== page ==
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Mizzou: Wired and Wireless

Mizzou Helps Students Connect And Communicate In A Myriad Of Ways

MU Student Center

The MU Student Center is equipped to loan up to 100 laptops. The concept replaced the traditional computer lab in the high-tech facility. The campus has experienced an 886 percent increase in wireless traffic since 2006.

The kids these days, with their iPods-pads-phones, books of faces, Twitter spaces, Android apps and Google Maps.  But email? Already an outdated mode of communication for Generation Y. Dial-up Internet? That annoying sound their grandparents’ computer makes.  Things change so quickly that even the once ultramodern term “information super-highway” elicits chuckles from today’s youth.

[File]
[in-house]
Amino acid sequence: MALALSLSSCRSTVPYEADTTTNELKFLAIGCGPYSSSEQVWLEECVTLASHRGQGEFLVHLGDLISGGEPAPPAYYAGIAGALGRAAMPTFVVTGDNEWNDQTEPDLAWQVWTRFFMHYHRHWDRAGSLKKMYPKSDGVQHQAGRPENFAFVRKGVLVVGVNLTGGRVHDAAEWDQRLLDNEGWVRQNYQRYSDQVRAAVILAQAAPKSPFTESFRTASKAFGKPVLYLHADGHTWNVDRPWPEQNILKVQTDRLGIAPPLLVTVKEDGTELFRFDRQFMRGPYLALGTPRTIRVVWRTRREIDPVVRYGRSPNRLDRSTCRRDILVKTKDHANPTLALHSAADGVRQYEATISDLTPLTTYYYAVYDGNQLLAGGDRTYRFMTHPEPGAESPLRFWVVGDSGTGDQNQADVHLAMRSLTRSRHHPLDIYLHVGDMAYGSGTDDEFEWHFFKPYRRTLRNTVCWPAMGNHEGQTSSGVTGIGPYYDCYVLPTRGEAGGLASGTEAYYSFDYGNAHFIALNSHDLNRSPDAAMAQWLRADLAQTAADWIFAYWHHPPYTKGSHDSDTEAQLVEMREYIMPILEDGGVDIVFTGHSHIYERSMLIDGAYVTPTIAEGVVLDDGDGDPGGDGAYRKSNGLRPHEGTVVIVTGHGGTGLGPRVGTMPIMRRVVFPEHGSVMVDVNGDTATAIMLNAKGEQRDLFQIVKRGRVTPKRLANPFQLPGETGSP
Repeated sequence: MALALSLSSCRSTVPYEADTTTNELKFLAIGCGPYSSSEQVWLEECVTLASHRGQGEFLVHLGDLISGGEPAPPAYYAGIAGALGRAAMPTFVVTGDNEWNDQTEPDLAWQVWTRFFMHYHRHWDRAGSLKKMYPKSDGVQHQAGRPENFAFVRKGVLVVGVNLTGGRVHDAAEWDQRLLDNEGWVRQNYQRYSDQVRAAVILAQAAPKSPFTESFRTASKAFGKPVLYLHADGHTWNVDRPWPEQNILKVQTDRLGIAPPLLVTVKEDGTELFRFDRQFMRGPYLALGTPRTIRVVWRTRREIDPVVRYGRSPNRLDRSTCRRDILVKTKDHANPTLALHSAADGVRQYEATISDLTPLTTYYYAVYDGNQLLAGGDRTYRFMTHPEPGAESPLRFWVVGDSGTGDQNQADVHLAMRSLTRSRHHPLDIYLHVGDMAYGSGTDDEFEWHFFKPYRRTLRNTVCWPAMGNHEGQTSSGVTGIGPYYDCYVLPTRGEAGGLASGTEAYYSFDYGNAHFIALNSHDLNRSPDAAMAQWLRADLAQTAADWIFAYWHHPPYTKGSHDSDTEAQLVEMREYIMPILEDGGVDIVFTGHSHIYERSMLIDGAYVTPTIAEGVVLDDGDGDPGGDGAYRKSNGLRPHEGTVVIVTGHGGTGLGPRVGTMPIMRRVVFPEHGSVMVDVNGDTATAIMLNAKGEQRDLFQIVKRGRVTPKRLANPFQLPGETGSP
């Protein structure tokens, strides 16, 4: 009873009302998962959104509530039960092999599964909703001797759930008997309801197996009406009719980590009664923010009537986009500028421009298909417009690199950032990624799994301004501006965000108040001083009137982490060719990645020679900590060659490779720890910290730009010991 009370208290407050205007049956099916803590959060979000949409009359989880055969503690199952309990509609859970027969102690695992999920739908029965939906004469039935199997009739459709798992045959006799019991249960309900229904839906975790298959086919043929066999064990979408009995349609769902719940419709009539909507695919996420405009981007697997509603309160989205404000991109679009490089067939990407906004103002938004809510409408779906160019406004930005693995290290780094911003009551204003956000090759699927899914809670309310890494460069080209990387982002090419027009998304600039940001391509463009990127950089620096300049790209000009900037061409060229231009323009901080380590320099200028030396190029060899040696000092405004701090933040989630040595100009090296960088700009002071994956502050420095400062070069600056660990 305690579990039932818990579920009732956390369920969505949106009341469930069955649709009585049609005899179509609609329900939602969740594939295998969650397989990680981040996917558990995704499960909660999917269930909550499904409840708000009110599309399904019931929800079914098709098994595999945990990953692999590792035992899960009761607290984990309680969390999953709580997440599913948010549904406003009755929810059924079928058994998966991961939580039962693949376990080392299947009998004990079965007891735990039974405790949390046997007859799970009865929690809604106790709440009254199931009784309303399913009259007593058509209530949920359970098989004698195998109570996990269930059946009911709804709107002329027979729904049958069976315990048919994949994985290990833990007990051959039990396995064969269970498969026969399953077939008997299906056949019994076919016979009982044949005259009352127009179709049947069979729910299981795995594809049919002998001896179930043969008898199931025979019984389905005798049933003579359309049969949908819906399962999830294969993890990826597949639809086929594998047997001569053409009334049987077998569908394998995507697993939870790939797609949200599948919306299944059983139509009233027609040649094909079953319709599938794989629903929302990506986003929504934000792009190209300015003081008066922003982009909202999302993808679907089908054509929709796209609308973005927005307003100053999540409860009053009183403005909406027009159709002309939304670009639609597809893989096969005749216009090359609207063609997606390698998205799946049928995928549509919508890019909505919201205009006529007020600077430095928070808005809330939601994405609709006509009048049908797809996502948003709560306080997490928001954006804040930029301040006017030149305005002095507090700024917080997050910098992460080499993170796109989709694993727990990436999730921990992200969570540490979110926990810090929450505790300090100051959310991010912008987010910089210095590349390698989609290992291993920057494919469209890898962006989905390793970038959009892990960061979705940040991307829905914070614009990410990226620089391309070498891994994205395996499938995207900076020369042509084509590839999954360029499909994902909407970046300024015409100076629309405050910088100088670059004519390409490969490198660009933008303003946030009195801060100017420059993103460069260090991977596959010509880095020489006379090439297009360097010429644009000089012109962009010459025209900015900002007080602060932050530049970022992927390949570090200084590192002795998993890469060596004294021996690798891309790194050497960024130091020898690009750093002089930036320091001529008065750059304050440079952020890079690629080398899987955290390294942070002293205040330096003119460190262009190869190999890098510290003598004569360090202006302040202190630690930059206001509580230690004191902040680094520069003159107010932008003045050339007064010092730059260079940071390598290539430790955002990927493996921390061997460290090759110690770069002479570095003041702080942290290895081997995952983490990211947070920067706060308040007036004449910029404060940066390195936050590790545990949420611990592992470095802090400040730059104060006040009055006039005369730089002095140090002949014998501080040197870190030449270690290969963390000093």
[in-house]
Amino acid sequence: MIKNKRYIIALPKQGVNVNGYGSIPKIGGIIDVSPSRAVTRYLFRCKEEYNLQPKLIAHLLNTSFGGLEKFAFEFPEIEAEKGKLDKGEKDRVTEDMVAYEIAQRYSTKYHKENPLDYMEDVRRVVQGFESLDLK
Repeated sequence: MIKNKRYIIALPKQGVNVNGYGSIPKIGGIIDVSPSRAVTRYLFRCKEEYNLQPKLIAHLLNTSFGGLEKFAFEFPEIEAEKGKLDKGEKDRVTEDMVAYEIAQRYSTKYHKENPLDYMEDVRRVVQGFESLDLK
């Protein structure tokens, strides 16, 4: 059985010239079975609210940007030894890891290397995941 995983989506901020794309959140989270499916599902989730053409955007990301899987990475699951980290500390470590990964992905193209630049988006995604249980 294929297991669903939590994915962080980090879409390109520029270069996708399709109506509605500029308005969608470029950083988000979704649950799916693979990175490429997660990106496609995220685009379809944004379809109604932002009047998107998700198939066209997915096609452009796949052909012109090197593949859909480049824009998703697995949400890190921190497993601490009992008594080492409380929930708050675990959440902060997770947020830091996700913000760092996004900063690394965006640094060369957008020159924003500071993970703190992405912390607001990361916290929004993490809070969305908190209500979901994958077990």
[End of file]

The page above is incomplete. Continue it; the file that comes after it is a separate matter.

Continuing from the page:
Below are some of the ways innovative technologies have transformed campus life at MU.

• It was a rite of passage every semester: students lugged used textbooks to campus and hauled home the ones the bookstore wouldn’t buy back. Now there’s a smartphone app that scans a book’s ISBN from the comfort of a dorm room, tells how much it’s going for and lets students decide whether it’s worth the trip. 

• Internet shopaholics know that vendor competition is one of online shopping’s biggest boons. When students look up courses on the University Bookstore website, it provides prices for the required books from multiple online retailers, including Barnes & Noble and Amazon. Sometimes, MU’s price is the lowest, but even if it’s not, students buy at the convenient campus location about 80 percent of the time.

• The Espresso Book Machine automatically prints, binds and trims paperback books on demand. Anyone, including professors, can upload PDF pages and stand back as the automated press creates perfect-bound books for about 8 cents per page. Beginning in fall 2010, the economics department used the machine to produce its Econ 1014 text, and 2,049 students have saved more than $180,000.

Read more at the MIZZOU Magazine >>